What is CEA?
CEA stands for carcinoembryonic antigen. CEA is a type of protein molecule that can be found in many different cells of the body, but is typically associated with certain tumors and the developing fetus. The word "carcinoembryonic" reflects the fact that CEA is produced by some cancers ("carcino-") and by the developing fetus ("-embryonic").
How is CEA measured?
CEA is most frequently tested in blood. It can also be tested in body fluids and in biopsy tissue.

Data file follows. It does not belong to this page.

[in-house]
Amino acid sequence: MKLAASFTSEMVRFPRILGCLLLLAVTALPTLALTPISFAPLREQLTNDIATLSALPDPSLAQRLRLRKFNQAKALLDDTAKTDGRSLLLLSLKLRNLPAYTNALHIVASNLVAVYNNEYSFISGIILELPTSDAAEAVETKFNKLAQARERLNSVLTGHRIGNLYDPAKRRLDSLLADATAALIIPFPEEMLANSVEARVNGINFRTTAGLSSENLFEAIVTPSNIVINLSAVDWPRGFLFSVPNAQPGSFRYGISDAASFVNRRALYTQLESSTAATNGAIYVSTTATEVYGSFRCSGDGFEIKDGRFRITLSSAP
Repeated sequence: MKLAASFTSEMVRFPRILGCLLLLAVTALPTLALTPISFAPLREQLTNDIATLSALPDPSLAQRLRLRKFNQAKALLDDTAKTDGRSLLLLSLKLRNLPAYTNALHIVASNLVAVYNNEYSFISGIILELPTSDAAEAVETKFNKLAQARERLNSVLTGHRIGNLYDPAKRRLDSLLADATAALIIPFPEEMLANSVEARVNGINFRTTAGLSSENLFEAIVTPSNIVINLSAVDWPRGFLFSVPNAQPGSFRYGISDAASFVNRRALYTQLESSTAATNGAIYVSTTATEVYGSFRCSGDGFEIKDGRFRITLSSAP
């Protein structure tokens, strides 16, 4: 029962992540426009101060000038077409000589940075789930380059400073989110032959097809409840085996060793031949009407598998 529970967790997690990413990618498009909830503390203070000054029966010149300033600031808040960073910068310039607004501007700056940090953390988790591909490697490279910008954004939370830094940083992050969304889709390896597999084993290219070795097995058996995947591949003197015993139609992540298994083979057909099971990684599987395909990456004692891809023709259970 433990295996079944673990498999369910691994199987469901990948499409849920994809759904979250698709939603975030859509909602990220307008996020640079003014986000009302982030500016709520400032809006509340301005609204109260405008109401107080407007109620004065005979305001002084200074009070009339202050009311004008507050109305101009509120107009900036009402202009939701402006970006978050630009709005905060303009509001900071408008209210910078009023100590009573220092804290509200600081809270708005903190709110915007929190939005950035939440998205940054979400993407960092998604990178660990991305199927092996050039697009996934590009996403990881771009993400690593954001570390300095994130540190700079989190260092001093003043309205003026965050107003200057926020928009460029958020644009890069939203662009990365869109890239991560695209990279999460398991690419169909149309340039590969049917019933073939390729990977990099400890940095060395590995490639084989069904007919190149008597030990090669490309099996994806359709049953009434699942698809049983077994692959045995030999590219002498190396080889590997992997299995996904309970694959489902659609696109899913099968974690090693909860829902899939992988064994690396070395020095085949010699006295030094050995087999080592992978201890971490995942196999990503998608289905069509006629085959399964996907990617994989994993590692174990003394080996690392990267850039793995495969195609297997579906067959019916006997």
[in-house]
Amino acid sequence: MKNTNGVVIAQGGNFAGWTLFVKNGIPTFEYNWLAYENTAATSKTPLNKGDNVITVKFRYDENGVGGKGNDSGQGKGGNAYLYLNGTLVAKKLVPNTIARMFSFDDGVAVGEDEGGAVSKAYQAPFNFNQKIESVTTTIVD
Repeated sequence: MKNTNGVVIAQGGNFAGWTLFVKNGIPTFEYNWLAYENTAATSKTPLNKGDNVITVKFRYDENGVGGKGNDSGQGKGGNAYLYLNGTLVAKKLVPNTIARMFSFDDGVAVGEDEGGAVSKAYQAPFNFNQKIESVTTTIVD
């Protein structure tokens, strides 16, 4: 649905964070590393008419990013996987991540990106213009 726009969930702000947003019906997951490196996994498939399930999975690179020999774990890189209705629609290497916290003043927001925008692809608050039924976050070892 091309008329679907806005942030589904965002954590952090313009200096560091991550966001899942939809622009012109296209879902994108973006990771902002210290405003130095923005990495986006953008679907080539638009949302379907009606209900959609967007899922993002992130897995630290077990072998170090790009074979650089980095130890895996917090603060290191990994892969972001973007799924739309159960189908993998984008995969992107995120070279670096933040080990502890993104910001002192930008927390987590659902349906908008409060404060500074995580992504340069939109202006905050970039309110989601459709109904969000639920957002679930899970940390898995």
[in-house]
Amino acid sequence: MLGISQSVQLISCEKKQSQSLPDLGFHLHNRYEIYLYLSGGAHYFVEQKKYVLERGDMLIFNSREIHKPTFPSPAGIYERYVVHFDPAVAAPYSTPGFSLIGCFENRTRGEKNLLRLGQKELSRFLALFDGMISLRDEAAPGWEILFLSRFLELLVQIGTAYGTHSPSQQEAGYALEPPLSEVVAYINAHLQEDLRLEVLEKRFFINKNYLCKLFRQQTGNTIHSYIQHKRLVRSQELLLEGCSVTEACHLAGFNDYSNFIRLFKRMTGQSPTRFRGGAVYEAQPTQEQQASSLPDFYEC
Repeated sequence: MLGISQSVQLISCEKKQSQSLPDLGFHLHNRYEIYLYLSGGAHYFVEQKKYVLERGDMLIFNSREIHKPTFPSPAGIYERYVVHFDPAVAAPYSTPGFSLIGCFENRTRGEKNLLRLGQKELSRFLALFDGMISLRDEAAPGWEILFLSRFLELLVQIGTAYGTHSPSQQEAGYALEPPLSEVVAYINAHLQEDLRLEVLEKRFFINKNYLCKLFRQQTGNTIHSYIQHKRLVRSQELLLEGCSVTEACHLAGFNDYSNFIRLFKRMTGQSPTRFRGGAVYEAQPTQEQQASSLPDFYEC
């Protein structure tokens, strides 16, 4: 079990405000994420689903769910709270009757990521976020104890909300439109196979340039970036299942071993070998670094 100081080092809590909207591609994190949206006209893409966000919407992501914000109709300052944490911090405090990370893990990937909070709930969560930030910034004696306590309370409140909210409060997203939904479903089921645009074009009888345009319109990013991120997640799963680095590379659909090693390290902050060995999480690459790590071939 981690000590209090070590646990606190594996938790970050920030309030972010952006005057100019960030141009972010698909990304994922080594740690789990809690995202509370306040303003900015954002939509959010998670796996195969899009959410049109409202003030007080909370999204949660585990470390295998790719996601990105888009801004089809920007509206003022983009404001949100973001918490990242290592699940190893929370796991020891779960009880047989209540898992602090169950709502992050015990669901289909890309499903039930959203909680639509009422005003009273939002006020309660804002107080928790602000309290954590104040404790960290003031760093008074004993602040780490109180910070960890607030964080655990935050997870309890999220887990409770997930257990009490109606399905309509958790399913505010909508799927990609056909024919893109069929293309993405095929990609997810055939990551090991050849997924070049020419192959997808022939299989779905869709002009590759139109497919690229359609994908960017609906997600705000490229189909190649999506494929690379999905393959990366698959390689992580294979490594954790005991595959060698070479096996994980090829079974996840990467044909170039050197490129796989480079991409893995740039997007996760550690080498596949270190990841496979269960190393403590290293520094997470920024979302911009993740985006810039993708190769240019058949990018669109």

What is the normal range for CEA blood levels?
The normal range for CEA in an adult non-smoker is <2.5 ng/ml and for a smoker <5.0 ng/ml.
How is the CEA test used?
The best use of CEA is as a tumor marker, especially for cancers of the
gastrointestinal tract. When the CEA level is abnormally high before surgery or
other treatment, it is expected to fall to normal following successful surgery
to remove all of the cancer. A rising CEA level indicates progression or
recurrence of the cancer. In addition, levels >20 ng/ml before therapy may be associated with cancer which has already spread (metastatic disease).
Medically Reviewed by a Doctor on 1/29/2014